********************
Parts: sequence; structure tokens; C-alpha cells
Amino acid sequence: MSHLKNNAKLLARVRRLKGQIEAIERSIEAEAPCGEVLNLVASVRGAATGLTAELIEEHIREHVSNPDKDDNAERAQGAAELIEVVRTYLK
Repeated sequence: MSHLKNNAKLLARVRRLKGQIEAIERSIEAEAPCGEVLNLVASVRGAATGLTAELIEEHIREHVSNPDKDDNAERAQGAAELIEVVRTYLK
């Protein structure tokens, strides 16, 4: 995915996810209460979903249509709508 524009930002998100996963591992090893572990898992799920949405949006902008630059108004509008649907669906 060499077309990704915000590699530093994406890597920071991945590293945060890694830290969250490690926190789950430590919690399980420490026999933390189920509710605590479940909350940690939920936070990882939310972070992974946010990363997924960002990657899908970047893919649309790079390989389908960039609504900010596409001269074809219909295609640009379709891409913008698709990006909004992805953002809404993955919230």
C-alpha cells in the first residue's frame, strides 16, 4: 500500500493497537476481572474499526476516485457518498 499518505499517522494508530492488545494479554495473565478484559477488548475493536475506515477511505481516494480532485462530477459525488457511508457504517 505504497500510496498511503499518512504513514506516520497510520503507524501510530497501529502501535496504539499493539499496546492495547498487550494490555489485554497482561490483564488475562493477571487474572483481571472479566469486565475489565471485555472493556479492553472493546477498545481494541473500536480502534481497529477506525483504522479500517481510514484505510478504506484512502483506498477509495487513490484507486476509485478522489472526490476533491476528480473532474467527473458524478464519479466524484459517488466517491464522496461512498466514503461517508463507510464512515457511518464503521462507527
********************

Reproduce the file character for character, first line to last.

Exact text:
Parts: sequence; structure tokens; C-alpha cells
Amino acid sequence: MSHLKNNAKLLARVRRLKGQIEAIERSIEAEAPCGEVLNLVASVRGAATGLTAELIEEHIREHVSNPDKDDNAERAQGAAELIEVVRTYLK
Repeated sequence: MSHLKNNAKLLARVRRLKGQIEAIERSIEAEAPCGEVLNLVASVRGAATGLTAELIEEHIREHVSNPDKDDNAERAQGAAELIEVVRTYLK
């Protein structure tokens, strides 16, 4: 995915996810209460979903249509709508 524009930002998100996963591992090893572990898992799920949405949006902008630059108004509008649907669906 060499077309990704915000590699530093994406890597920071991945590293945060890694830290969250490690926190789950430590919690399980420490026999933390189920509710605590479940909350940690939920936070990882939310972070992974946010990363997924960002990657899908970047893919649309790079390989389908960039609504900010596409001269074809219909295609640009379709891409913008698709990006909004992805953002809404993955919230």
C-alpha cells in the first residue's frame, strides 16, 4: 500500500493497537476481572474499526476516485457518498 499518505499517522494508530492488545494479554495473565478484559477488548475493536475506515477511505481516494480532485462530477459525488457511508457504517 505504497500510496498511503499518512504513514506516520497510520503507524501510530497501529502501535496504539499493539499496546492495547498487550494490555489485554497482561490483564488475562493477571487474572483481571472479566469486565475489565471485555472493556479492553472493546477498545481494541473500536480502534481497529477506525483504522479500517481510514484505510478504506484512502483506498477509495487513490484507486476509485478522489472526490476533491476528480473532474467527473458524478464519479466524484459517488466517491464522496461512498466514503461517508463507510464512515457511518464503521462507527